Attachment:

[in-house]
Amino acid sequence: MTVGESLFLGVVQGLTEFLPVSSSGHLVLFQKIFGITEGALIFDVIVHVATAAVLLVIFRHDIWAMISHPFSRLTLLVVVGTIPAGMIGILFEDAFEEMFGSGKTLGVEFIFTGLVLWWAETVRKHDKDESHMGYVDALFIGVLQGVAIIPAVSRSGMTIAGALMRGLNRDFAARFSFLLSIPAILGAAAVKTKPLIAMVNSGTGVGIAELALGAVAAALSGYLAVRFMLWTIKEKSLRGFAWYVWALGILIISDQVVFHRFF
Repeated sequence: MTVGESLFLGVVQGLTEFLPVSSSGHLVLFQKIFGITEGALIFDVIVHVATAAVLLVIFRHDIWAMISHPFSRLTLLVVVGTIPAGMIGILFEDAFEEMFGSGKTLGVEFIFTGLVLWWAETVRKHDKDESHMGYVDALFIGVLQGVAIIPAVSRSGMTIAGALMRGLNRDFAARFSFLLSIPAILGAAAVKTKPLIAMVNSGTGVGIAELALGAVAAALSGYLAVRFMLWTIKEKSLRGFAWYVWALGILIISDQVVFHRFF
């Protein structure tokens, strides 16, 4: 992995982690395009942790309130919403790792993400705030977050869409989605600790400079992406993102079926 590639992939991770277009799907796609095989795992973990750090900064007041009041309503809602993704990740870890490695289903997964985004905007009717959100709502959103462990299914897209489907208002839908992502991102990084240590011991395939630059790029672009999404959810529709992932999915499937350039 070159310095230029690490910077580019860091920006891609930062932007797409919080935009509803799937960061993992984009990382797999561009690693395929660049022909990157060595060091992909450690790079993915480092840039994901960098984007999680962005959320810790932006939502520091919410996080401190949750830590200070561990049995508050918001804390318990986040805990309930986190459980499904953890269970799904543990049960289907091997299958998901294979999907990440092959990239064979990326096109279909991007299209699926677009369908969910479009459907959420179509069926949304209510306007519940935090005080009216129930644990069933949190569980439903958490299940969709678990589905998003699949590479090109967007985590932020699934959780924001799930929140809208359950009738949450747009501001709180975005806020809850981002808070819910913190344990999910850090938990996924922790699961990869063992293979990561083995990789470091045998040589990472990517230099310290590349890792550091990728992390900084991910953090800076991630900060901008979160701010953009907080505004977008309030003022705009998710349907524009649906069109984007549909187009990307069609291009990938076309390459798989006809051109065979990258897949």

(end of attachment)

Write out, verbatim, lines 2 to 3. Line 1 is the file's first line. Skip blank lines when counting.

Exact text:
Amino acid sequence: MTVGESLFLGVVQGLTEFLPVSSSGHLVLFQKIFGITEGALIFDVIVHVATAAVLLVIFRHDIWAMISHPFSRLTLLVVVGTIPAGMIGILFEDAFEEMFGSGKTLGVEFIFTGLVLWWAETVRKHDKDESHMGYVDALFIGVLQGVAIIPAVSRSGMTIAGALMRGLNRDFAARFSFLLSIPAILGAAAVKTKPLIAMVNSGTGVGIAELALGAVAAALSGYLAVRFMLWTIKEKSLRGFAWYVWALGILIISDQVVFHRFF
Repeated sequence: MTVGESLFLGVVQGLTEFLPVSSSGHLVLFQKIFGITEGALIFDVIVHVATAAVLLVIFRHDIWAMISHPFSRLTLLVVVGTIPAGMIGILFEDAFEEMFGSGKTLGVEFIFTGLVLWWAETVRKHDKDESHMGYVDALFIGVLQGVAIIPAVSRSGMTIAGALMRGLNRDFAARFSFLLSIPAILGAAAVKTKPLIAMVNSGTGVGIAELALGAVAAALSGYLAVRFMLWTIKEKSLRGFAWYVWALGILIISDQVVFHRFF